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Fresh, juicy tomatoes are one of summer's best contributions to the dinner table. Growing your own can be a breeze with this handy booklet. Covers starting seeds, planting, supports, and pest control. 32 pg.
Excerpt from page 12
Think about Mulching
Some people can't wait to bury these newly set-out little plants under a couple of feet of mulch. In fact" some folks put the mulch down and then dig a hole in it and do the planting. I'd much prefer and strongly recommend that you let the soil get well warmed up before insulating it with mulch. The soil should be warm enough to mulch by the time the tomato plant is as big as a basketball. Then a good hay or straw mulch 5 or 6 inches deep has several benefits. It preserves moisture and evens out the supply between rains. It keeps the tomatoes up off the ground as they develop. The mulch eventually rots to improve the soil's organic matter. And of course it discourages weed growth.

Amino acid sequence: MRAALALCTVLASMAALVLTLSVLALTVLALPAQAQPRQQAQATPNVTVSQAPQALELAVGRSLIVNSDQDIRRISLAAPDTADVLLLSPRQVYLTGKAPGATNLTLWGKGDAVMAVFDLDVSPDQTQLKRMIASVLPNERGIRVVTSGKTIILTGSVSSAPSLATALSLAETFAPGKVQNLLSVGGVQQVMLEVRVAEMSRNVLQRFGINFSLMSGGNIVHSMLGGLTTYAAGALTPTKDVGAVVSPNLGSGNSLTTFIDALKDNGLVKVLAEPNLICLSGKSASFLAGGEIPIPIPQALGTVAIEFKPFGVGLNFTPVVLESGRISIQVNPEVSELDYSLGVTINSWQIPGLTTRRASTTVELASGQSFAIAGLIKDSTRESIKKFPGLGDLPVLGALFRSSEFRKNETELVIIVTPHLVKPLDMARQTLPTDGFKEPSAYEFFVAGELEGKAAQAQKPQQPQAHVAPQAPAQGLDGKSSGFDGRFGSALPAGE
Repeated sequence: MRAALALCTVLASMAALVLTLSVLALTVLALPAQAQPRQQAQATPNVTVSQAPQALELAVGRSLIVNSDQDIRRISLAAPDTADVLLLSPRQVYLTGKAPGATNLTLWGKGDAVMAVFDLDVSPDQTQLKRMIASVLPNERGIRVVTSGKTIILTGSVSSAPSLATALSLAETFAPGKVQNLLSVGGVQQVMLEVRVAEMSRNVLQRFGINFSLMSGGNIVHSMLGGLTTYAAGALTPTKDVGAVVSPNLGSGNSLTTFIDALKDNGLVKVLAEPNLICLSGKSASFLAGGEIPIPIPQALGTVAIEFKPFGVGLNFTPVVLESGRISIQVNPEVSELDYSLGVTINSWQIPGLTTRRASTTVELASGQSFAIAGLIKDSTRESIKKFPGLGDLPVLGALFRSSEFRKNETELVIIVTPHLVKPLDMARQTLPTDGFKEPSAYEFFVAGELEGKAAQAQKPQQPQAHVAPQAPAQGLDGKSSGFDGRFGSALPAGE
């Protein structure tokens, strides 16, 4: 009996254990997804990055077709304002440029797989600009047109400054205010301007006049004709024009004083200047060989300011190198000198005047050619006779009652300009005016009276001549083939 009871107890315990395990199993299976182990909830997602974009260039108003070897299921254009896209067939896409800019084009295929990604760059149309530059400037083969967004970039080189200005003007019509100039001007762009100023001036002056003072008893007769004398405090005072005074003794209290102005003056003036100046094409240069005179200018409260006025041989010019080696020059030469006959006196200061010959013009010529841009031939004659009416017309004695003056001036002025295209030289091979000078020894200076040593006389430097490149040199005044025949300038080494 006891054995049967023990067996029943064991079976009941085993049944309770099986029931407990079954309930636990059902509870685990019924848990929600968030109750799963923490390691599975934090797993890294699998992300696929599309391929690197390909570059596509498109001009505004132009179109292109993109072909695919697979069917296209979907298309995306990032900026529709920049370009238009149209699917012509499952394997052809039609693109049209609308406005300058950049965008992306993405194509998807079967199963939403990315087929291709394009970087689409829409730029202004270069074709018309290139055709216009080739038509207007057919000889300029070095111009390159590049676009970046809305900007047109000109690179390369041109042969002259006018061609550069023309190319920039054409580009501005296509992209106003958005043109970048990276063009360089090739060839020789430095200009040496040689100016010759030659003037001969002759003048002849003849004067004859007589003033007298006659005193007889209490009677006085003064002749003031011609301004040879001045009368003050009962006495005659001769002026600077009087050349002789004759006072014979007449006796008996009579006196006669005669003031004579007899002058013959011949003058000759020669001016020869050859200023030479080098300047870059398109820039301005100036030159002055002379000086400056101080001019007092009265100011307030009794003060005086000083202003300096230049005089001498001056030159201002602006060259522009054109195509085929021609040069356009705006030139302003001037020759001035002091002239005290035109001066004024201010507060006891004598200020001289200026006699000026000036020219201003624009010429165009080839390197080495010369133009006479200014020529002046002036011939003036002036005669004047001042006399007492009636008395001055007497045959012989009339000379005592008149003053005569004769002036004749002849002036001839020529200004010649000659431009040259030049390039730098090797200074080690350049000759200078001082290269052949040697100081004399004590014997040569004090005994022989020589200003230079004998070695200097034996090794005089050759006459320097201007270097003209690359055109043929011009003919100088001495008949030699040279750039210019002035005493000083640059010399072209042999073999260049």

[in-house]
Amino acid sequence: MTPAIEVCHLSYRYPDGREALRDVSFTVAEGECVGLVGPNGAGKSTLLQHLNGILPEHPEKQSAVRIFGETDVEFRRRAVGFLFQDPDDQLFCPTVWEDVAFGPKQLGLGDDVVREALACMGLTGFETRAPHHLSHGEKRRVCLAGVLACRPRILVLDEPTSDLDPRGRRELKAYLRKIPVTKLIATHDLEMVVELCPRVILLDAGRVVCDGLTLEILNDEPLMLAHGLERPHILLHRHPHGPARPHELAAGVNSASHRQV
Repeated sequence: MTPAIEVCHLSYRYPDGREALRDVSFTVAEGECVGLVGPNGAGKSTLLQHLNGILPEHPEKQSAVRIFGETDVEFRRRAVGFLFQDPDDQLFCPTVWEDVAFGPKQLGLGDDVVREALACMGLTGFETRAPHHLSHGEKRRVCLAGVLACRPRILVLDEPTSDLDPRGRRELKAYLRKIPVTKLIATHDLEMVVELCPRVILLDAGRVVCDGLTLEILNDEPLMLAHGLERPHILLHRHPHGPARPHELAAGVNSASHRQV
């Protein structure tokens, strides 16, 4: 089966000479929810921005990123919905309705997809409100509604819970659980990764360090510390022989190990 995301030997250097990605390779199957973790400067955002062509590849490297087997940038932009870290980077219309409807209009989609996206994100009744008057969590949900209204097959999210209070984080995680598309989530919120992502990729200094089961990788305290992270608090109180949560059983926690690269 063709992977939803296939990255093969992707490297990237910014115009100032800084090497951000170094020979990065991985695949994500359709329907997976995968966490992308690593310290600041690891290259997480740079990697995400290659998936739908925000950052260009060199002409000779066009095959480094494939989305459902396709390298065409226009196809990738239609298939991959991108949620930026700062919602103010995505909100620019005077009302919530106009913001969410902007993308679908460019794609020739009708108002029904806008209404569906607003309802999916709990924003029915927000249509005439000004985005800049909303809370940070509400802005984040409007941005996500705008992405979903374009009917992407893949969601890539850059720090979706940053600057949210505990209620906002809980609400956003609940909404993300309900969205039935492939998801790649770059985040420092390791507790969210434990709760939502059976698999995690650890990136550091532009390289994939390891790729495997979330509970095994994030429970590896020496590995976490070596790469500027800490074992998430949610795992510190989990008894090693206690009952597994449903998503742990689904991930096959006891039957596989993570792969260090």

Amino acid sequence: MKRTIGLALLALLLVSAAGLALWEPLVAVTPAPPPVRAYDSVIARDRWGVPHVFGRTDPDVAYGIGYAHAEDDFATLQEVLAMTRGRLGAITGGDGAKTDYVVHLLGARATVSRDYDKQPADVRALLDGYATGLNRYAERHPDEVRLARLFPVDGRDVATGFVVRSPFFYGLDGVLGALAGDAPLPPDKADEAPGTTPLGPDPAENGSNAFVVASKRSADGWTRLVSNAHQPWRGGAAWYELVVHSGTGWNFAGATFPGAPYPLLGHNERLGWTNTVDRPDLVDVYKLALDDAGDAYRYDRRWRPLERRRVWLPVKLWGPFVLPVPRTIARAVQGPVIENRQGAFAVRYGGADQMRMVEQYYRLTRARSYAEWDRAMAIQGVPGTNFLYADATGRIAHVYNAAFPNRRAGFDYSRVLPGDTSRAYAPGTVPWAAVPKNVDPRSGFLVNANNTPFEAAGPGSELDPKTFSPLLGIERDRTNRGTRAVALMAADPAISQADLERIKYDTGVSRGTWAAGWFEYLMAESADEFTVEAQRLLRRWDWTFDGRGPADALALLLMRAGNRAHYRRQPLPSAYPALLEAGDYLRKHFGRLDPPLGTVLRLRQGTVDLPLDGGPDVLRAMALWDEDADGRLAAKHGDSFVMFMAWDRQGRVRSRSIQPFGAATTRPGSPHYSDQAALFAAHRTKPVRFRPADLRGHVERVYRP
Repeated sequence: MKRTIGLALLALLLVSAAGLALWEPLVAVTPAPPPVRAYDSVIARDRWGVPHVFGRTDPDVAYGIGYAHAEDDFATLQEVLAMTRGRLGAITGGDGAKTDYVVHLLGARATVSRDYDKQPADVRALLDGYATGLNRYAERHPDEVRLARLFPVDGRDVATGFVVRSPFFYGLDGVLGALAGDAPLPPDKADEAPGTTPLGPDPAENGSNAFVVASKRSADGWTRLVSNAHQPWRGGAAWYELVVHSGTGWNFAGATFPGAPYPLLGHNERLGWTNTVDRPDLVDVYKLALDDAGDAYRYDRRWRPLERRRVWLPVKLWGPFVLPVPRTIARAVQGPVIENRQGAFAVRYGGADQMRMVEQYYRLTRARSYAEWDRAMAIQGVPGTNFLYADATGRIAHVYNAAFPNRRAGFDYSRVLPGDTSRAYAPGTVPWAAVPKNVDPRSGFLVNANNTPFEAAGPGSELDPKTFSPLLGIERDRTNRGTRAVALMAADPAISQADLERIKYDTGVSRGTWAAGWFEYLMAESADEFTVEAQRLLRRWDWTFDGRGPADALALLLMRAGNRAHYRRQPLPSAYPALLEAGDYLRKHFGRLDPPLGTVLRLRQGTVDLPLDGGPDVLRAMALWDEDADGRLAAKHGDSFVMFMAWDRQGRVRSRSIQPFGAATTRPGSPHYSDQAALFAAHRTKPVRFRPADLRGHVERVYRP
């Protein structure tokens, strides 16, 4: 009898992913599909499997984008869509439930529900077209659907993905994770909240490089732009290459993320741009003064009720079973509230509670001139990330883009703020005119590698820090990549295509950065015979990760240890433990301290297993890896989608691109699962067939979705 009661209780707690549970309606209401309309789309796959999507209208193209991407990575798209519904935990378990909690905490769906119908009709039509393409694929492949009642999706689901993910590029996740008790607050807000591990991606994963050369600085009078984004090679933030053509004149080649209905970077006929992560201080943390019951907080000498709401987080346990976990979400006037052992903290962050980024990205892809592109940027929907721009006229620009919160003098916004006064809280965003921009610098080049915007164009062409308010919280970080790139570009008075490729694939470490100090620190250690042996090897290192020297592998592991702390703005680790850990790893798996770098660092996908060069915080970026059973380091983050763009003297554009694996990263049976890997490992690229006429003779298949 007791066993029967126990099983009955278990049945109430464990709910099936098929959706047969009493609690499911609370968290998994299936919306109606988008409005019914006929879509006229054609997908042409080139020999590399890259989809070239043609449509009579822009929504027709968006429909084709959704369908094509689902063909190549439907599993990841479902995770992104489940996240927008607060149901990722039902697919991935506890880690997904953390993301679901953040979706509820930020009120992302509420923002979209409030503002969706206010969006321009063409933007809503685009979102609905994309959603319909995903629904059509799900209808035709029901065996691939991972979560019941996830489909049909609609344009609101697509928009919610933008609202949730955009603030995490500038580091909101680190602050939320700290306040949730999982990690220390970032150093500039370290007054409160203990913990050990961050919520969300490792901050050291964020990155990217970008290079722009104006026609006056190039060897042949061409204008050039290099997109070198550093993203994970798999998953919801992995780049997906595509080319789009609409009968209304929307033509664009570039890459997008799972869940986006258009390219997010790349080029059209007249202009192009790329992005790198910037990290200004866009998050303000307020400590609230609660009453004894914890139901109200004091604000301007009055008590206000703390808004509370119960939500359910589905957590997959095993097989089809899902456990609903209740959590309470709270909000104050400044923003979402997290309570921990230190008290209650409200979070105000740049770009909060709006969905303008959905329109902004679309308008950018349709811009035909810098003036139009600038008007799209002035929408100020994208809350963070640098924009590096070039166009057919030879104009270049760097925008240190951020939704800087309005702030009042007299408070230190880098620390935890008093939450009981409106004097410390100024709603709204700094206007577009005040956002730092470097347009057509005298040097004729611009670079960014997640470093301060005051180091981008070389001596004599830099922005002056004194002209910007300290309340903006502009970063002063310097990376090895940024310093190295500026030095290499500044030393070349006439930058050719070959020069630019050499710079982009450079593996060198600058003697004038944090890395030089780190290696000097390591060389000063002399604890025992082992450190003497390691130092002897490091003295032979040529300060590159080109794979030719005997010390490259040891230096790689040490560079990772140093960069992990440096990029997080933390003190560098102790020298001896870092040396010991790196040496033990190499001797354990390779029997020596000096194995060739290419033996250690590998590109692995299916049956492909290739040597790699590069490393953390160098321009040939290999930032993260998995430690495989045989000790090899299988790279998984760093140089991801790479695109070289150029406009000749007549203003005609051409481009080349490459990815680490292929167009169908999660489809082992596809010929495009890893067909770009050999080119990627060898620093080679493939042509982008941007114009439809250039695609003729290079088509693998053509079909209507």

Black plastic mulch is okay but it is real work to put it down and take it up. It is effective in evening out moisture supply and it does absorb a lot of heat and speed things up to begin with. I prefer hay as a mulch for tomatoes but I do reluctantly use plastic for melons here in the sub-arctic of southern Vermont. Another idea is to use biodegradable paper mulch which will decompose in the soil.
Copyright permission by Storey Communications.